Funny Mystery


      “Can you keep a secret?” He asked me.

“Yes.” I nodded.

He grinned, “Come with me.”

“Where to?” I asked.

“Castle.” He said and walked ahead.

“No, I will not.” I shouted. He did not look behind. He knew I would follow him. And I did.

“Charles, give a second thought. Already two of them had landed in hospital. One of them still has nightmares now that seven months have gone by.” I tried to pursue him not to proceed.

He stopped and whispered, “Come, I will unravel the mystery.”

It was a ridiculous idea going to a castle haunted by spirits, inhabited by snakes, bats, centipedes, spiders, lizards and hounded by wild dogs, foxes and at times wolves. It was my misfortune that I could not leave my best friend alone to venture therein.

The cremation ground of village Jogian was one kilometre away towards eastern side from where started dense forest of pines where the Monk had built a hut. Further on the far east at fifty kilometre crows flight stood the majestic Dhauladhars, a sub-branch of Himalayas, crowned with shining snow throughout the year stood keeping eye over the vast country below.

The Monk had strange ways of prayers. He was barely clad around his hut except when he went in public and had hairs grown reaching his knees, the swathes of that spreading over his shoulders. He was covered with ashes conveying the death of mortal body wherein his soul lived. (Among Hindus the dead are burnt rendering them to ashes. So ashes on body means death.) He kept a human skull to drink wine with and would eat meat of dead corpses. He remained high on cannabis. The rituals of prayers were held at midnight when the spirits and demons are awakened from their resting places. The Monk was revered for his attainment of true knowledge of death and birth. The country folks around thronged to his hut on auspicious days for his blessings.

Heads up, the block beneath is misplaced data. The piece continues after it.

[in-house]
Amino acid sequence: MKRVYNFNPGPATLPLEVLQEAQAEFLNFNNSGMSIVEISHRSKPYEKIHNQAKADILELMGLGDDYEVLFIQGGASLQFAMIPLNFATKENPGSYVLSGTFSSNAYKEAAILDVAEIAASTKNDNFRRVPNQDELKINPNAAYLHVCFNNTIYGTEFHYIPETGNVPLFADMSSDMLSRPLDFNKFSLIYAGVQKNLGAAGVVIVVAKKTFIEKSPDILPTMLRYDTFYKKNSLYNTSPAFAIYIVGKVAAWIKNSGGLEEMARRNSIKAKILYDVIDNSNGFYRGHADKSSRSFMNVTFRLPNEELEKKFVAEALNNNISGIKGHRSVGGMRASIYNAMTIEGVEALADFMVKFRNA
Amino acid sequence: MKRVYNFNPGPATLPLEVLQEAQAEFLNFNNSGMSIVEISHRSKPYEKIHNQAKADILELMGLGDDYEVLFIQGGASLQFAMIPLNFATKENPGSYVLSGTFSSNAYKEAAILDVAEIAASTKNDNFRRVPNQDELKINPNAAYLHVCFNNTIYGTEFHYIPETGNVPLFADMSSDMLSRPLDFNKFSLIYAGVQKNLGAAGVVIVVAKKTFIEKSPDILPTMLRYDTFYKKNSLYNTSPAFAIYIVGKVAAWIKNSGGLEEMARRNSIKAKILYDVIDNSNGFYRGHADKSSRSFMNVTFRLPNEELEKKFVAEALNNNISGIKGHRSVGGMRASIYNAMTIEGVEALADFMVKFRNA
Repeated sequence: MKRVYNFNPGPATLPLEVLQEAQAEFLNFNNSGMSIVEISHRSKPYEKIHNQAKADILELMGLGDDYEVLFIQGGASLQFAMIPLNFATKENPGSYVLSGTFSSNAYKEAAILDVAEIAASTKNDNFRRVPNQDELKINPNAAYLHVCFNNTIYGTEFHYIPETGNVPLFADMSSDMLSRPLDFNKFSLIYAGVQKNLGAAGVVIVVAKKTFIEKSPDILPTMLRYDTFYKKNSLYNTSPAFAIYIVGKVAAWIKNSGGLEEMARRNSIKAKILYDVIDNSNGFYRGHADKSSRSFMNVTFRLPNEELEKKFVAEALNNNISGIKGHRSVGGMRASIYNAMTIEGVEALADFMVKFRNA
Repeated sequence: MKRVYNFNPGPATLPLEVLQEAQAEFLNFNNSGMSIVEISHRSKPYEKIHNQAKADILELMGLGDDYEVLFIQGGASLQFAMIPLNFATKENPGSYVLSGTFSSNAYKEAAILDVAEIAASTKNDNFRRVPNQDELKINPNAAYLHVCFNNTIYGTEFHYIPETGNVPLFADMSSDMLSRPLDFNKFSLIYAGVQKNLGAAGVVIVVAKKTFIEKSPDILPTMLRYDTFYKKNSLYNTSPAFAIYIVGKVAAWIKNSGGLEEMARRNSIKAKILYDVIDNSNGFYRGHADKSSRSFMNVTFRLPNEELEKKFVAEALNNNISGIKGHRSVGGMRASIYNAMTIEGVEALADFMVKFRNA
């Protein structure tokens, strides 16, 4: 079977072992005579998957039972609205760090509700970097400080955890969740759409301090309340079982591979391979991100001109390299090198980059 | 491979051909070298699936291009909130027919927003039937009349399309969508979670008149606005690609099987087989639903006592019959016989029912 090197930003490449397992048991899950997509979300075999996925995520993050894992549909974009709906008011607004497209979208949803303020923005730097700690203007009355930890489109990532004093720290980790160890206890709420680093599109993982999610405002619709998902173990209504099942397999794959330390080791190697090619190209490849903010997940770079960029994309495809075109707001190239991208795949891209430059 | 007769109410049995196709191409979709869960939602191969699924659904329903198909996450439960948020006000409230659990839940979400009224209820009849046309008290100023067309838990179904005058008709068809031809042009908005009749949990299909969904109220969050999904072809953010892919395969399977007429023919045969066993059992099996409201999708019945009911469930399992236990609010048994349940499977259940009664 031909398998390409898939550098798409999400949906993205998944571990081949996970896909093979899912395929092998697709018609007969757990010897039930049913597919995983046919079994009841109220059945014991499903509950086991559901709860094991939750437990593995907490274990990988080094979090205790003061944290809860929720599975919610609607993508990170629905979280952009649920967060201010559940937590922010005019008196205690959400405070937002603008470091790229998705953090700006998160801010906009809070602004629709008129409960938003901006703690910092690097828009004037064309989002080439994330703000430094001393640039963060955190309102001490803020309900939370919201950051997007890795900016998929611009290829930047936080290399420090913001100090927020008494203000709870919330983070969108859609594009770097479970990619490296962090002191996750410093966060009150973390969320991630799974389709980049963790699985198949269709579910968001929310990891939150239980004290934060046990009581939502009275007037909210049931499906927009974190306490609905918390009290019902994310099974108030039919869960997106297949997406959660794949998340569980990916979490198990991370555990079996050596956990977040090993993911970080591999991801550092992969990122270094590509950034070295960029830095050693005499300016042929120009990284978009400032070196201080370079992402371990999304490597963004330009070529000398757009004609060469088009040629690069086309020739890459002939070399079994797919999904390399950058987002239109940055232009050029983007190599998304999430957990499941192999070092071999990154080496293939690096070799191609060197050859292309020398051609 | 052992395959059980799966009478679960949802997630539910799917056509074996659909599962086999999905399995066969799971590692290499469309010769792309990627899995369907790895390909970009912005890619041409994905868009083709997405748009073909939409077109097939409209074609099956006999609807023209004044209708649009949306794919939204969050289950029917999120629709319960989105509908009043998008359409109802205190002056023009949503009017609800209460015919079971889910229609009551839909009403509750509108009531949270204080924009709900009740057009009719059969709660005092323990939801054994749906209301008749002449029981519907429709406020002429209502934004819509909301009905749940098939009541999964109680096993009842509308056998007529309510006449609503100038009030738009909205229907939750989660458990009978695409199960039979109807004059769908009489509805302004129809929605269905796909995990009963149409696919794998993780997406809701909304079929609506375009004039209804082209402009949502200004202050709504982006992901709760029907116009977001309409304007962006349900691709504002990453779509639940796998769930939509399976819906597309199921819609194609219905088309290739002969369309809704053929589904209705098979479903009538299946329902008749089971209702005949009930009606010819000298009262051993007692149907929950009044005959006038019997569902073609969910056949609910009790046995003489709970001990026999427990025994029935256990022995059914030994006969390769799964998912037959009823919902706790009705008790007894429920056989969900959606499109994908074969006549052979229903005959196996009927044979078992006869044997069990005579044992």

There was a castle in ruins, about two kilometres from the hut of Monk. It was on a small hillock surrounded by Jungles. The main surrounding walls of the robust castle that were more than six feet wide were built by erecting two strong walls six feet apart and then filling the central part with earth. Once it was ten feet high, the central upper crests of wall was laid down as pavement. On both sides of main wall, two walls six feet apart were further erected three feet higher. The surrounding wall acted as a remarkable defense shield in the days it was built to counter the attacks from dacoits, gangs and at times from other kingdoms.

           At some point of time before the British took control over the area sometimes in 1890, it was in control of indigenous rulers. There are no records but it was coming down from generation to generation that it was strategic point for defense. So a Governor was always in charge of the place. But after independence in 1947 the Government did not take it over and the rulers had no funds for upkeep of the huge now worthless building. The castle lost importance and over decades the building started losing its plaster, then bricks from here and there. The region is prone to earthquakes and each earthquake widened the cracks afflicted in the robust walls by its predecessor. The rains of monsoon at times incessant, widened the fissures of the walls. Once impregnable castle now stood in shambles.